BU Soccer Star Scores Tech Award
$10,000 for research that pegs viruses
BU women’s soccer forward Taylor Krebs has five assists and one goal so far this year. She took Freshman All-America Second Team honors last year from Soccer America and was named Rookie of the Year by both her team and the America East conference.
Oh, and Thermo Fisher Scientific awarded Krebs (CAS’15) a $10,000 scholarship for her work in nanopore technology.
No, it’s not a new way to manufacture soccer balls. The star athlete won the top Thermo Fisher Scientific Pierce Scholarship for her study of a technology that helps identify viruses by running an electrical current through them and watching their response. The biology major was one of only two winners of the top prize of $10,000. Four other undergraduate and PhD students got $5,000.
Krebs, from Dove Canyon, Calif., spent her summer working in the lab of Zuzanna Siwy, a University of California, Irvine, associate professor of physics and astronomy and head of the Siwy Research Lab.
Krebs applied for the scholarship at the suggestion of Phil DeCarlo, BU’s director of student athletic support. She never expected to win, she says, but she filled out the application, which required her to write an essay on how she embodies one of Thermo Fisher’s values. “I picked the value ‘intensity’ because I think I have intensity in every aspect of my life, both in soccer and in school,” she says. “I’m a proactive person, and I work extra hard if I’m not getting something.”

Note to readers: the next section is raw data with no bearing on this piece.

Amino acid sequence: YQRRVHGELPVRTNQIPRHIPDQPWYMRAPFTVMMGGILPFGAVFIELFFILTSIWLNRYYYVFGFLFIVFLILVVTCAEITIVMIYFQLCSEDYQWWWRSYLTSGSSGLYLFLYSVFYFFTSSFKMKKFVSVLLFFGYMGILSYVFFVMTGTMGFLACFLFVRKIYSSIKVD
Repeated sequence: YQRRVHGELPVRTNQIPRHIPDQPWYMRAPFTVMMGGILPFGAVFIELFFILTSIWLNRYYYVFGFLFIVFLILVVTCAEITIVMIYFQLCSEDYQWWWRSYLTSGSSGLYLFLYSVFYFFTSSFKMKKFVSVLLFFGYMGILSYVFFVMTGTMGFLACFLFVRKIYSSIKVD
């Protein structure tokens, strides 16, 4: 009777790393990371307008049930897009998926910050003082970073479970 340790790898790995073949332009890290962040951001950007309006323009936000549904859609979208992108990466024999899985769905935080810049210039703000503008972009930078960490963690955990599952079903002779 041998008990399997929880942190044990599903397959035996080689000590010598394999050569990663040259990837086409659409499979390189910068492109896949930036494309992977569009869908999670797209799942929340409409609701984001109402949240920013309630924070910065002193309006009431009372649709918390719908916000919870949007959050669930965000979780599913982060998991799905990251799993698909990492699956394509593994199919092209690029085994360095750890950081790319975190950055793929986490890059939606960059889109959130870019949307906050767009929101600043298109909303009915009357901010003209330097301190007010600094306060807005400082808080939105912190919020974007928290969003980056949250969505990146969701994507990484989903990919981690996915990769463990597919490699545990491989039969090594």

She remembers a few years ago when she was one of the smallest players on the field, standing only five feet tall. To gain an advantage, she worked on her foot skills every day. In school, Krebs manages her time carefully to balance classes like organic chemistry and cell biology. If she has to miss class because of a game, she checks with professors early on to get any assignments in beforehand.
Krebs’ work this summer made her realize that studying nanopore technology probably won’t be her chosen area of research. Instead, she says, she will focus on genetics, medicine, and disease research. She says she will use her award money for graduate school tuition.
“Not all kids have that drive in both sides of life,” says women’s soccer coach Nancy Feldman. “But for Taylor both soccer and academics are her passion. She may be the person that may very well find the cure for something, because she’ll be in the lab hunting down the answer.”
This article was originally published October 17, 2012.